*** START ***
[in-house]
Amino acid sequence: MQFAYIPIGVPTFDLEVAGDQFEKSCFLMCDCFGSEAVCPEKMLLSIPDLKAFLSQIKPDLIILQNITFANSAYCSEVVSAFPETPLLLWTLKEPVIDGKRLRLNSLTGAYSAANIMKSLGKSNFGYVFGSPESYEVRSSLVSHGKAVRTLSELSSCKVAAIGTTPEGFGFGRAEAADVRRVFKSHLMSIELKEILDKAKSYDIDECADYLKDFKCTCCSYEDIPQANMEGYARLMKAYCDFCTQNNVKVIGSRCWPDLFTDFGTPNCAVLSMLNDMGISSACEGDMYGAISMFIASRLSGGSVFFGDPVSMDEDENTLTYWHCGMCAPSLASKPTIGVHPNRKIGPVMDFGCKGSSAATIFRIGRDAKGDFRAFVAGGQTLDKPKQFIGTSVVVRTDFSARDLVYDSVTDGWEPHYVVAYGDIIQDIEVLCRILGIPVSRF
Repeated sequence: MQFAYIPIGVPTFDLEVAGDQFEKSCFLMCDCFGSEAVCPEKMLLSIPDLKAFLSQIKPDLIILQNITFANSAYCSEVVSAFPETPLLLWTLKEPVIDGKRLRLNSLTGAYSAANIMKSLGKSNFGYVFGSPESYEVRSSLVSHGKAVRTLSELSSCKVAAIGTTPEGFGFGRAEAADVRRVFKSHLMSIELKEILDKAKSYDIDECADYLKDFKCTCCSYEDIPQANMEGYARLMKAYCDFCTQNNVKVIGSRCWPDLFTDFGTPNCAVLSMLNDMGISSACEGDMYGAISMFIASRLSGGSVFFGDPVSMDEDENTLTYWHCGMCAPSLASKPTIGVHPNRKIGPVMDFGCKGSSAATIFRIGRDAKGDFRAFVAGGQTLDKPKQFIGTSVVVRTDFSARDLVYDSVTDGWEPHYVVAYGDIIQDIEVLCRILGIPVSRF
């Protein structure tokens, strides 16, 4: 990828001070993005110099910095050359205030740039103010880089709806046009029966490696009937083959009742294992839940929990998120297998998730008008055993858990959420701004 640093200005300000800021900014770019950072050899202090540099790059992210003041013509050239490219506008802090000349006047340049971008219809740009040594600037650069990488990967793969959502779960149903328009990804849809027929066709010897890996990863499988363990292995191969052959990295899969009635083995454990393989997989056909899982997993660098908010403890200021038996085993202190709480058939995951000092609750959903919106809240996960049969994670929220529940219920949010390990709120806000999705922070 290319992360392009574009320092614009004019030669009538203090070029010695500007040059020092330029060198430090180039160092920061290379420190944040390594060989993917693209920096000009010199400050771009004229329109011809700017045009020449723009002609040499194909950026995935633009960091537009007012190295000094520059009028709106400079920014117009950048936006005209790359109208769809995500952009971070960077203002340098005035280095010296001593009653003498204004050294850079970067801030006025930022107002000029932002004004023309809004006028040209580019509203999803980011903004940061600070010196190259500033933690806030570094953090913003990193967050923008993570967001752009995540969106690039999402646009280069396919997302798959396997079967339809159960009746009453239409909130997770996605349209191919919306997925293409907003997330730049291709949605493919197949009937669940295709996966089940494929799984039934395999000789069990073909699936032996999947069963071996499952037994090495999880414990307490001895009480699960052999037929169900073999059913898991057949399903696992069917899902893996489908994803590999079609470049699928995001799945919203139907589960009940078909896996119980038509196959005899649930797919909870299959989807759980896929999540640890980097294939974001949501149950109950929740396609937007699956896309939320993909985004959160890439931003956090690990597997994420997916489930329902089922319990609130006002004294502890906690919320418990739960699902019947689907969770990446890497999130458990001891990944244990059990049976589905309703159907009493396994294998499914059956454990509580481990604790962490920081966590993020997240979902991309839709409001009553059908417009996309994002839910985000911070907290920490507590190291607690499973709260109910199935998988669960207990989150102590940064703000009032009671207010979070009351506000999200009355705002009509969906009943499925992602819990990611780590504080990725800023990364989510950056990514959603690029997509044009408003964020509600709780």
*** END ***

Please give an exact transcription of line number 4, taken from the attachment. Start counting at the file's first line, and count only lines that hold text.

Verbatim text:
């Protein structure tokens, strides 16, 4: 990828001070993005110099910095050359205030740039103010880089709806046009029966490696009937083959009742294992839940929990998120297998998730008008055993858990959420701004 640093200005300000800021900014770019950072050899202090540099790059992210003041013509050239490219506008802090000349006047340049971008219809740009040594600037650069990488990967793969959502779960149903328009990804849809027929066709010897890996990863499988363990292995191969052959990295899969009635083995454990393989997989056909899982997993660098908010403890200021038996085993202190709480058939995951000092609750959903919106809240996960049969994670929220529940219920949010390990709120806000999705922070 290319992360392009574009320092614009004019030669009538203090070029010695500007040059020092330029060198430090180039160092920061290379420190944040390594060989993917693209920096000009010199400050771009004229329109011809700017045009020449723009002609040499194909950026995935633009960091537009007012190295000094520059009028709106400079920014117009950048936006005209790359109208769809995500952009971070960077203002340098005035280095010296001593009653003498204004050294850079970067801030006025930022107002000029932002004004023309809004006028040209580019509203999803980011903004940061600070010196190259500033933690806030570094953090913003990193967050923008993570967001752009995540969106690039999402646009280069396919997302798959396997079967339809159960009746009453239409909130997770996605349209191919919306997925293409907003997330730049291709949605493919197949009937669940295709996966089940494929799984039934395999000789069990073909699936032996999947069963071996499952037994090495999880414990307490001895009480699960052999037929169900073999059913898991057949399903696992069917899902893996489908994803590999079609470049699928995001799945919203139907589960009940078909896996119980038509196959005899649930797919909870299959989807759980896929999540640890980097294939974001949501149950109950929740396609937007699956896309939320993909985004959160890439931003956090690990597997994420997916489930329902089922319990609130006002004294502890906690919320418990739960699902019947689907969770990446890497999130458990001891990944244990059990049976589905309703159907009493396994294998499914059956454990509580481990604790962490920081966590993020997240979902991309839709409001009553059908417009996309994002839910985000911070907290920490507590190291607690499973709260109910199935998988669960207990989150102590940064703000009032009671207010979070009351506000999200009355705002009509969906009943499925992602819990990611780590504080990725800023990364989510950056990514959603690029997509044009408003964020509600709780």